How to Use Words Effectively in Public Speaking
Things You'll Need
An effective public speaker clearly expresses an idea in a way that keeps the audience interested. A skilled public speaker can inspire people with words. The best public speakers possess an extensive vocabulary, good knowledge of grammar, correct pronunciation and varied sentence length. The effective use of words in public speaking is a skill that you can learn. Learning a few simple tools, increasing your vocabulary and practicing can greatly improve your use of words in public speaking.
Vary the length of your sentences. Use short sentences to emphasize a point and longer sentences when explaining a point. Simple sentences effectively introduce a topic. Longer sentences help when expanding upon an idea or explaining a concept. There are no strict rules about sentence length. A good rule is to end a sentence when you express a complete idea. Too many short sentences will result in monotonous speech. Sentences that are too long will confuse the audience.
Use varied sentence structure that takes full advantage of the different parts of speech. Sentences that are well-constructed will result in a speech that is easy to understand. Simple and compound sentences and the use of conjunctions can help keep the audience's attention. Introductory and propositional phrases can help clarify your thoughts for better communication of your ideas.
Demonstrate your vocabulary by using synonyms in place of trite expressions. An audience will become bored quickly if your speech contains too many commonly used phrases. Refrain from phrases such as “in other words” and “on the other hand.” Learn to use synonyms for common words and phrases to develop your ability to convey your ideas in an attention-grabbing way. An audience will remember a speech that is original.
Tell a humorous story to break the ice or to introduce a subject that may be difficult to discuss. The best public speakers use humor effectively to get the audience’s attention and to hold it throughout the speech. Listeners will remember a funny story. According to the Advanced Public Speaking Institute, business leaders and politicians use humor in their speeches because it is effective. Humor helps to get your audience’s attention and makes you more likable to your listeners.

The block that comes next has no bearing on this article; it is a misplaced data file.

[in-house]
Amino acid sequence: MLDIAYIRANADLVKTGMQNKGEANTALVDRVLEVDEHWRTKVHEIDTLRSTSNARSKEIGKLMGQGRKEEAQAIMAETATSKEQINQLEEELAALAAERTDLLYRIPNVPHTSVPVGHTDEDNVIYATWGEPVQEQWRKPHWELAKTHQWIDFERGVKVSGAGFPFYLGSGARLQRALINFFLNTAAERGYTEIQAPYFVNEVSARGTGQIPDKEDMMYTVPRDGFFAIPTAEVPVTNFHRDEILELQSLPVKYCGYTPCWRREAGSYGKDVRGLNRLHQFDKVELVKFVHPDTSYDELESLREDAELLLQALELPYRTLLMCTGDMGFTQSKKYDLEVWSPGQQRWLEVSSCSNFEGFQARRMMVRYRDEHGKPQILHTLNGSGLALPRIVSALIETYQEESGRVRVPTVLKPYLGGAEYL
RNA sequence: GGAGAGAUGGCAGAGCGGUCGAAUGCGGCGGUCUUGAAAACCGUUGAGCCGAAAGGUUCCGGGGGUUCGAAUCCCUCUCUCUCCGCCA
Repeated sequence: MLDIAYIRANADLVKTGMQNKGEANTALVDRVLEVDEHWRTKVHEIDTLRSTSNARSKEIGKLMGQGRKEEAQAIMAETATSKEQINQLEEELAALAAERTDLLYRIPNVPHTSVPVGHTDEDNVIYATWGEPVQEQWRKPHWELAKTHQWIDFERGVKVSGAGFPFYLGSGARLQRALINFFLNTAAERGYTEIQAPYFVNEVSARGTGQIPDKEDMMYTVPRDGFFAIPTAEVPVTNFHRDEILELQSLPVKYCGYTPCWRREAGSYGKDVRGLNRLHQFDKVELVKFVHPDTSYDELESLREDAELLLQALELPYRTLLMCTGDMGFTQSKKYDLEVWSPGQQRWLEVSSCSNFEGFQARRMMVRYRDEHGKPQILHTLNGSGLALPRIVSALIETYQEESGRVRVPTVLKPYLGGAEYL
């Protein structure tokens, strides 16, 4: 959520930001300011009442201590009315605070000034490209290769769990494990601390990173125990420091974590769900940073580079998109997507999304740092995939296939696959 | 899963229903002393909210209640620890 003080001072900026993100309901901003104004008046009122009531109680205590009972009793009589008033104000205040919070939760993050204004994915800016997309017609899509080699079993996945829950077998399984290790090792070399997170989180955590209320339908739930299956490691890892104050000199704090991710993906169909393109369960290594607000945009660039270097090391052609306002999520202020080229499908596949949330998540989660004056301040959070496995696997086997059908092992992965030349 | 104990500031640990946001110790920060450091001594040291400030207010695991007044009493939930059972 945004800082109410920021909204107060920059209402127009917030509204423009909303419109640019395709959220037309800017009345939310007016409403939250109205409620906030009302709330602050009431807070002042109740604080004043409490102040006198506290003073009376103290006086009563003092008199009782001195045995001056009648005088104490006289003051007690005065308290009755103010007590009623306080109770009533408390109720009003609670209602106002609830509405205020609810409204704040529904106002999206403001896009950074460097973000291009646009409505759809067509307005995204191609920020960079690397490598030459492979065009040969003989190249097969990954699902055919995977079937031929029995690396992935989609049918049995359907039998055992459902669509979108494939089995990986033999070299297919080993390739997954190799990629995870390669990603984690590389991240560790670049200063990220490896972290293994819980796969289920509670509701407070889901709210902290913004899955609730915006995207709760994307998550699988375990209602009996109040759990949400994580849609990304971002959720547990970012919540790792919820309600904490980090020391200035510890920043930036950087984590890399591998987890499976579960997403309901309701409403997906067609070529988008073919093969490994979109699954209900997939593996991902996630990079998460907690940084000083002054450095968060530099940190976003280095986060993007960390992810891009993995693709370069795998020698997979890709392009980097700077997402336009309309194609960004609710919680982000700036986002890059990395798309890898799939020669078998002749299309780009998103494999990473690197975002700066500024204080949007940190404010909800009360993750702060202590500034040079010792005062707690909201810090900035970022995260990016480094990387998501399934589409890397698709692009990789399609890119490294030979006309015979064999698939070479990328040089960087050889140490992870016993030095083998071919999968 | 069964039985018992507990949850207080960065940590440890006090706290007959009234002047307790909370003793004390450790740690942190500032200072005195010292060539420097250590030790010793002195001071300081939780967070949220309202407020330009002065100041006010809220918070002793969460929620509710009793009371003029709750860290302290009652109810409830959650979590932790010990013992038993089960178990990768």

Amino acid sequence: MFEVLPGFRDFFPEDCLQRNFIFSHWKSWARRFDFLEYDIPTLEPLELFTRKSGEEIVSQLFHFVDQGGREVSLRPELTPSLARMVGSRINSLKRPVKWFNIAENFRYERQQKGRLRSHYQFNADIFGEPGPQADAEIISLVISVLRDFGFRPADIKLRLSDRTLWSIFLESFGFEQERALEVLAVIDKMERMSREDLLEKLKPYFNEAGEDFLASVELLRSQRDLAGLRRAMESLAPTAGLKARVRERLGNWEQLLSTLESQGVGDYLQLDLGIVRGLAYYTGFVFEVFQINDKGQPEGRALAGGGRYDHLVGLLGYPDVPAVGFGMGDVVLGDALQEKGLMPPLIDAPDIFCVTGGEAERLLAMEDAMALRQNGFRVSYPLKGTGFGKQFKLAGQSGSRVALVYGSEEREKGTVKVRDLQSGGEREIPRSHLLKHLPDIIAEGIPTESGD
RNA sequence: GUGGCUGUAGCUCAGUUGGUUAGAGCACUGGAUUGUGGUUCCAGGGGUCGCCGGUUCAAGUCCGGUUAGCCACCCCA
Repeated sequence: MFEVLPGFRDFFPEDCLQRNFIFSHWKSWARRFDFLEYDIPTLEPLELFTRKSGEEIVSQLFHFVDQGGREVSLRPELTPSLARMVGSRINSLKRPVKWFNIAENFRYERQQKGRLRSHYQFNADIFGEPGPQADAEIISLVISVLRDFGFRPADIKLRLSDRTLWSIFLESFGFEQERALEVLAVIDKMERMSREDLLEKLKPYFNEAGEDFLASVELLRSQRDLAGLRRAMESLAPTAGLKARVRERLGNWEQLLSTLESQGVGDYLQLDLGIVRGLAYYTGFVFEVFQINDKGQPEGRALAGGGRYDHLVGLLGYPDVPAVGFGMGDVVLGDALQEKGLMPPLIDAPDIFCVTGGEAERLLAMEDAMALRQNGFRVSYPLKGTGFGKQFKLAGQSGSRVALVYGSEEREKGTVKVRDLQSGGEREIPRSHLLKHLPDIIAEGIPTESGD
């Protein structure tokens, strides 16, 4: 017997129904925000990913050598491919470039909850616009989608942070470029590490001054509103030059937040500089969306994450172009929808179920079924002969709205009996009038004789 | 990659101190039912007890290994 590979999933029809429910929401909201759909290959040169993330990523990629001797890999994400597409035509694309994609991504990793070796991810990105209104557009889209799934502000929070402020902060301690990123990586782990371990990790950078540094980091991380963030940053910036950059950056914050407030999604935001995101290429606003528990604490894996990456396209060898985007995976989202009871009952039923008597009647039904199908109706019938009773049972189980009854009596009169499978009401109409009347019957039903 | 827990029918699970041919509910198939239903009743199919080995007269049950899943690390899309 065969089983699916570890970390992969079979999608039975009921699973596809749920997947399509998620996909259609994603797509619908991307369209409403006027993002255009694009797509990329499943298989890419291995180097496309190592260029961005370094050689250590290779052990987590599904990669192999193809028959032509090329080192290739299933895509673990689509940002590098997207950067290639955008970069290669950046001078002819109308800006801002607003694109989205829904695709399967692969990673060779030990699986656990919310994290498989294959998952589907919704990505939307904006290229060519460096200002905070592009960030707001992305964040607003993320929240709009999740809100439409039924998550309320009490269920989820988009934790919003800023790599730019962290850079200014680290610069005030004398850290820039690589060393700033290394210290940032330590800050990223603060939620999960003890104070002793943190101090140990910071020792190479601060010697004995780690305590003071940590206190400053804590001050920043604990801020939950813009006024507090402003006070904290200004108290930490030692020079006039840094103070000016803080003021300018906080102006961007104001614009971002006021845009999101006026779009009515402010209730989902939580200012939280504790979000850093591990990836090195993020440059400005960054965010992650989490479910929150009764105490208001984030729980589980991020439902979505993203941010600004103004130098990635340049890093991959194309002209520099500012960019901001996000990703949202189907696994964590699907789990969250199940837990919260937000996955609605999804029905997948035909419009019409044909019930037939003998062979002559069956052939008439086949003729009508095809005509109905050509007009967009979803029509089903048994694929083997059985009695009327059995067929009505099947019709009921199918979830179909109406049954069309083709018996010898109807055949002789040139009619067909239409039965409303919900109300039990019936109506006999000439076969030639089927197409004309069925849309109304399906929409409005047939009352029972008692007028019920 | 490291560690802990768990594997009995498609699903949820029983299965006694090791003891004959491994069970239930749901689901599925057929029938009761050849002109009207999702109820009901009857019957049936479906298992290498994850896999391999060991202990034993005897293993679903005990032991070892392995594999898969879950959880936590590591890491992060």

Practice your speech several times. Record yourself giving the speech and play it back. Listen for mispronounced words, bad speech habits (i.e., saying “uh” or “like”) and errors in grammar. Practice until you correct these errors.
Give your speech to an audience of friends and family. Ask for their honest feedback and critique.
Pay attention to body language when giving a speech, and practice your speech regularly to help you be more relaxed.
Avoid using profanity in public speaking.
Do not tell off-color or offensive jokes. If you are unsure of how your audience will respond, do not tell the joke.
Do not use sexist, racist or ethnically insensitive words.
- Practice your speech several times. Record yourself giving the speech and play it back. Listen for mispronounced words, bad speech habits (i.e., saying "uh" or "like") and errors in grammar. Practice until you correct these errors.
- Give your speech to an audience of friends and family. Ask for their honest feedback and critique.
- Pay attention to body language when giving a speech, and practice your speech regularly to help you be more relaxed.
- Avoid using profanity in public speaking.
- Do not tell off-color or offensive jokes. If you are unsure of how your audience will respond, do not tell the joke.
- Do not use sexist, racist or ethnically insensitive words.
Robin Reichert is a certified nutrition consultant, certified personal trainer and professional writer. She has been studying health and fitness issues for more than 10 years. She holds a Bachelor of Arts in psychology from the University of San Francisco and a Master of Science in natural health from Clayton College.